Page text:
With the Turkish Khanate having defeated the Chinese Sui dynasty, the Sogdians took control of the province of Hami near the city of Kumul and introduced khaganate rule here.Kan Su-mi from Samarkand was appointed to the post of ruler (duhufusi) of the Beyan district in Ordos. During this period, immigrants from Sogd continued to arrive in these areas. It was not easy for the Sogdians to trade with China. Historian Hou Ren-chih writes that China, which pursued a policy of “no pay, no trade, there is pay – there is trade,” was primarily Turkic.
The Sughdians sold their fabrics, garments and handicrafts to the Turks at a low price, based on economic and political interests. In the 7th-8th centuries, under the influence of the Turkish Khanate, Chinese-style coins were minted in Sogd. The trading activities of the Sogdians throughout Central Asia prepared the political, socio-economic and ethno-cultural ground for Turkic-Sogdian relations in the early Middle Ages and intensified the process of creating a single ethno-cultural space in a vast region. In addition, the network of the Great Silk Road from Marv to the Great Wall of China united the peoples and peoples who lived in this area. On the basis of economic cooperation, it brought them closer politically and ethno-culturally.
Competing with China in the East and Iran in the West, the Turks and Sogdians worked equally hard to preserve the independence of the region. Since the 6th century, the Turks have united and successfully used not only military, but also diplomatic methods to conquer other territories. Sogdian diplomacy helped them in this matter. The diplomatic abilities of the Sogdians in this regard were not lost sight of by the rulers of the newly formed Turkic state. Annapanto (Nakhband), a native of Bukhara and a Sogdian living in Gansu, who supported the independent policy of the Turks, went to the palace of the Chinese emperor in 544 as an ambassador of the Turks.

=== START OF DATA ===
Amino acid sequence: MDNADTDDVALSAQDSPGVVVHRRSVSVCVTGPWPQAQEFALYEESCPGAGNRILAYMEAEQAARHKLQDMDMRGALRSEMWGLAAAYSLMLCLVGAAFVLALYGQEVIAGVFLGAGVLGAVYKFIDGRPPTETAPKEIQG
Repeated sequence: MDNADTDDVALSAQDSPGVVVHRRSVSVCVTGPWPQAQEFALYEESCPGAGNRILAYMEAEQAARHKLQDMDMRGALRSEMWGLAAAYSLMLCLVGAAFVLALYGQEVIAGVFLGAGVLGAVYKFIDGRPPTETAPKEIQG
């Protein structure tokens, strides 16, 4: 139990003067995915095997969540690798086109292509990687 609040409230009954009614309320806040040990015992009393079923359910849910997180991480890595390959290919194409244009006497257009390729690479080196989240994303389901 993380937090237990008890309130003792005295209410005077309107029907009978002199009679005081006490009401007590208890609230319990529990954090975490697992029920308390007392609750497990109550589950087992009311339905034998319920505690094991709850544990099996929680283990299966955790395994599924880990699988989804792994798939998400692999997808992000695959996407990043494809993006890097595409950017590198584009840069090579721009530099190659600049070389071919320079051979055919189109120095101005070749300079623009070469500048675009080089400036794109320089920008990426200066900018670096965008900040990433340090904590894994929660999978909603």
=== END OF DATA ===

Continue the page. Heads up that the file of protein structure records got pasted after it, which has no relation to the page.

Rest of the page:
The conquest of Eastern Turkestan and Central Asia by the Hephthalites, and Khorasan and Balkh by the Sassanids led to a struggle between the allies for the possession of the Silk Road. The attitude of the leading Sogdians in trade to this issue was of great importance. The Sughdians served the interests of the kaganate, faithful to the tradition of brotherhood with the Turks. The Kaganate expected advice, economic participation and support from the Sogdians in this matter. Because it was possible to gain control over trade routes through the Sogdians. But the caravan routes to the West passed through Iran. The connection of the Turkish Khanate with Byzantium through the territory of Iran and Iran with China through Central Asia prompted the parties to compromise. The rapprochement of the Turks with Byzantium put Iran in a difficult position, as a result of which “political and economic conflicts between the allies intensified.”
The movement of Sogdian merchants through Iran was limited. They could solve this problem only with the help of the Turkish Khanate. No wonder the Turks and Sogdians were depicted side by side on the paintings in Afrosiab and Penjikent.